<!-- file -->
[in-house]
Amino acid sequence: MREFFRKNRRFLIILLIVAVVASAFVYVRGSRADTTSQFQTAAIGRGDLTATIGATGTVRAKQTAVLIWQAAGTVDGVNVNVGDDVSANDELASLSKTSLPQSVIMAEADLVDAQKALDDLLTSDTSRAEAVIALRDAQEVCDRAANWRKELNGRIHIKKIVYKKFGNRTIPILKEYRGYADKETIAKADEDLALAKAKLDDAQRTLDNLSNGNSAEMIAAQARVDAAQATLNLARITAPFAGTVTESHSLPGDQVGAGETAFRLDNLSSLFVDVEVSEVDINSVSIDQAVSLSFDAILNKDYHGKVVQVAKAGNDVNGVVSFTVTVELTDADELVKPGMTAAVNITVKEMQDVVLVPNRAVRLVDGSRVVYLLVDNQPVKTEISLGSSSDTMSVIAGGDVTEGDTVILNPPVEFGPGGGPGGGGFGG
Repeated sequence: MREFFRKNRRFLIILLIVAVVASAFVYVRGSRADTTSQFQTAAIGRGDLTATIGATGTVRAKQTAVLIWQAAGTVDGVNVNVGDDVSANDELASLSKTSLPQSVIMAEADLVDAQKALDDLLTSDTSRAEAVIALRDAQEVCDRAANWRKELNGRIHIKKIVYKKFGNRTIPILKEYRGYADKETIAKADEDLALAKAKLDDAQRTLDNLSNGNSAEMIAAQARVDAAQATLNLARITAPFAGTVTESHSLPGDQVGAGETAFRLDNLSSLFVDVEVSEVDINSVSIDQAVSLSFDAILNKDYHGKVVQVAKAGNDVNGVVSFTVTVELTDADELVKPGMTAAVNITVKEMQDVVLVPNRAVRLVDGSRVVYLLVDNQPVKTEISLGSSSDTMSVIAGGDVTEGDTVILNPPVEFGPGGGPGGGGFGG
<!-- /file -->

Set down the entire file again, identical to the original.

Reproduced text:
[in-house]
Amino acid sequence: MREFFRKNRRFLIILLIVAVVASAFVYVRGSRADTTSQFQTAAIGRGDLTATIGATGTVRAKQTAVLIWQAAGTVDGVNVNVGDDVSANDELASLSKTSLPQSVIMAEADLVDAQKALDDLLTSDTSRAEAVIALRDAQEVCDRAANWRKELNGRIHIKKIVYKKFGNRTIPILKEYRGYADKETIAKADEDLALAKAKLDDAQRTLDNLSNGNSAEMIAAQARVDAAQATLNLARITAPFAGTVTESHSLPGDQVGAGETAFRLDNLSSLFVDVEVSEVDINSVSIDQAVSLSFDAILNKDYHGKVVQVAKAGNDVNGVVSFTVTVELTDADELVKPGMTAAVNITVKEMQDVVLVPNRAVRLVDGSRVVYLLVDNQPVKTEISLGSSSDTMSVIAGGDVTEGDTVILNPPVEFGPGGGPGGGGFGG
Repeated sequence: MREFFRKNRRFLIILLIVAVVASAFVYVRGSRADTTSQFQTAAIGRGDLTATIGATGTVRAKQTAVLIWQAAGTVDGVNVNVGDDVSANDELASLSKTSLPQSVIMAEADLVDAQKALDDLLTSDTSRAEAVIALRDAQEVCDRAANWRKELNGRIHIKKIVYKKFGNRTIPILKEYRGYADKETIAKADEDLALAKAKLDDAQRTLDNLSNGNSAEMIAAQARVDAAQATLNLARITAPFAGTVTESHSLPGDQVGAGETAFRLDNLSSLFVDVEVSEVDINSVSIDQAVSLSFDAILNKDYHGKVVQVAKAGNDVNGVVSFTVTVELTDADELVKPGMTAAVNITVKEMQDVVLVPNRAVRLVDGSRVVYLLVDNQPVKTEISLGSSSDTMSVIAGGDVTEGDTVILNPPVEFGPGGGPGGGGFGG